Since GSK-3β activity/activation and subsequent inhibition of myocardin-dependent transcriptional transactivating activity may be involved in reduced cardiomyocyte hypertrophy (3), we hypothesized that LS mutants could promote hypertrophy in a PI3K-dependent manner. In human primary cells derived from adult heart ventricles, we observed that LS, but not NS, mutants induced AKT and GSK-3β hyperphosphorylation (data not shown), suggesting that LS mutants can cause deregulation of the PI3K/AKT/GSK-3β pathway in cardiac cells. Next, we analyzed the effect of LS mutations on the size of primary cells derived from chicken embryo myocardial cushions following adenoviral infection of the most “signal-altering” LS mutant (SHP2-T468M) in the tissue. After stimulation with EGF, explants were dissociated, and the sizes of individual cells were assessed by FACS analysis. Interestingly, the size of cells expressing the LS mutant SHP2-T468M was increased in comparison with cells infected with WT SHP2. Moreover, following PI3K inhibition with LY294002 (LY), the most stable and the least toxic of the two PI3K inhibitors, the shift of cell size induced by the LS mutant was abolished (Fig. (Fig.7A).7A). Of note, under those experimental settings, the size of noninfected, GFP-negative cells was not significantly modified by LY294002 treatment (data not shown). This signifies that the cell size enlargement in tissue infected with the LS mutant was dependent on PI3K.
Finally, we evaluated whether LS-induced deregulation of the PI3K/AKT/GSK-3β pathway was associated with cardiomyocyte hypertrophy. Reexpression of embryonic genes, including ANF, and transient activation of immediate-early genes are frequently used as markers of myocyte hypertrophy. Therefore, to test whether LS mutants could induce cardiomyocyte hypertrophy, we overexpressed SHP2-WT, N308D, or T468M in neonatal rat ventricular myocytes, and we studied their impacts on ANF expression using a luciferase gene reporter assay. SHP2-T468M induced a stronger ANF-luciferase response than WT SHP2 or the NS mutant SHP2-N308D (Fig. (Fig.7B).7B). This higher ANF transcriptional activity was abolished by LY294002, suggesting that LS mutants could promote cardiomyocyte hypertrophy through PI3K upregulation.
In this study, we analyzed the effect of SHP2 mutations identified in LS patients on the PI3K/AKT pathway. Upon EGF induction, AKT was hyperphosphorylated both in LS fibroblasts and in HEK293 cells overexpressing the corresponding LS mutants. We then analyzed in detail the mechanism of PI3K/AKT upregulation by LS mutants and obtained the following data: (i) reducing GAB1 expression using siRNA prevents PI3K/AKT upregulation in LS patient cells, (ii) adenovirus-driven expression of GAB1-YF3 (deficient for PI3K binding) suppresses AKT upregulation in LS cells, (iii) the amount of GAB1/PI3K complex is higher in LS cells than in cells from healthy subjects or NS cells, and (iv) recombinant LS SHP2 mutants are particularly inactive in dephosphorylating a peptide carrying a GAB1 PI3K-binding site, whereas WT SHP2 or NS mutants dephosphorylate this peptide more efficiently than a standard PTP substrate. All these observations indicate that LS mutants cannot efficiently dephosphorylate GAB1 PI3K-binding sites. This defect in SHP2 catalytic activity leads to the upregulation of PI3K/AKT observed in LS cells.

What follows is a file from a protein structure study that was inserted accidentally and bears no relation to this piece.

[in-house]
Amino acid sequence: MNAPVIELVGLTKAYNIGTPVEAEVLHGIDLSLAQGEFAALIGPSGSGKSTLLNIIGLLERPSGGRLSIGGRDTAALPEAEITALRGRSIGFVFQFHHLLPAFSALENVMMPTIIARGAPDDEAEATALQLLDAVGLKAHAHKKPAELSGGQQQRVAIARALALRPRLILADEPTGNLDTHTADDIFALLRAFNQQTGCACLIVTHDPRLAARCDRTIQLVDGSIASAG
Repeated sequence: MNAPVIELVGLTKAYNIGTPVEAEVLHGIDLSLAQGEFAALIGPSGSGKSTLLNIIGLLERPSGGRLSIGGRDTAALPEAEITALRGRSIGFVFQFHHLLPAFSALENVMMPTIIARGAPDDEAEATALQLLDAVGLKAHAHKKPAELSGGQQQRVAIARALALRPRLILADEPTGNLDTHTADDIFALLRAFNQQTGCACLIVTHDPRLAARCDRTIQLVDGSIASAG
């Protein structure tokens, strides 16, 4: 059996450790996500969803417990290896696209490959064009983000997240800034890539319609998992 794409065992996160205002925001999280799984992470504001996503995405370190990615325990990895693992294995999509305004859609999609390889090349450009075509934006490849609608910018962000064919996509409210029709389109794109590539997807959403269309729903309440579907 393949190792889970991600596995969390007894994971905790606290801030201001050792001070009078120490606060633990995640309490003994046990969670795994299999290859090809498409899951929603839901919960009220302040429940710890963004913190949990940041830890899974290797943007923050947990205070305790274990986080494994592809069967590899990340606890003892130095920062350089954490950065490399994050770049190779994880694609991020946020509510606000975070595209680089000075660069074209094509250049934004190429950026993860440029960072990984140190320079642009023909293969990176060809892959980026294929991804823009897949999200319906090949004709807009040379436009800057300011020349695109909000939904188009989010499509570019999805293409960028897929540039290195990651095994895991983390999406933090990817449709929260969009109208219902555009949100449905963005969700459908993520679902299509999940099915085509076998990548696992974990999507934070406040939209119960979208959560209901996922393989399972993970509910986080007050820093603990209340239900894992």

The fact that SHP2-LS mutants have a stimulatory effect on PI3K/AKT in transfected cells and patient fibroblasts is probably the consequence of a dominant-positive effect of these mutants on EGF-induced PI3K/AKT stimulation. In transfected cells, this is certainly due to the recruitment into signaling complexes of transfected SHP2 mutants in lieu of endogenous WT SHP2. Indeed, those mutants possess all the functional domains to be recruited in signaling complexes (SH2 domains and phosphorylation sites). Therefore, it is likely that the mutants compete with endogenous SHP2 for SHP2-binding sites, and since they are overexpressed by transfection, they substitute for endogenous SHP2. As they carry a point mutation that alters their catalytic activity, they cannot complement endogenous SHP2 function, i.e., downregulation of EGF-induced AKT activation. Thus, substitution of endogenous SHP2 by inactive LS mutants in signaling complexes results in AKT upregulation.
In the case of patient cells, SHP2 produced from the mutated allele is not overexpressed compared to SHP2 produced from the WT allele, and the two forms of protein are probably equimolar. Therefore, while in healthy subjects signaling complexes contain 100% WT SHP2, in patient cells, the signaling complexes are composed of 50% WT SHP2 and 50% mutated SHP2. In the case of LS mutants, this is apparently enough to alter SHP2-dependent AKT activation. Of note, in the case of NS patients, others have concluded that NS mutations exert a dominant-positive effect on Ras/MAPK activation through a similar mechanism, considering that WT SHP2 promotes Ras/MAPK activation and that catalytically hyperactive SHP2 NS mutants seem to hyperactivate Ras/MAPK (2, 11).
In a former study, one (T468M) out of three tested LS mutants appeared somewhat able to dephosphorylate a GAB1 phosphopeptide in an vitro assay, even though this mutant, like the others, was deficient in its catalytic activity on a standard phosphatase substrate (15). To clarify this point, in the current work, we produced LS mutants as purified recombinant proteins. This allowed us to perform a study of these mutants' catalytic activities that was more thorough and reliable than what has been achieved thus far. The results (Fig. (Fig.3D)3D) showed that the three LS mutants were equally defective in dephosphorylating GAB1, which does not confirm that the T468M mutant behaves differently from other LS mutants.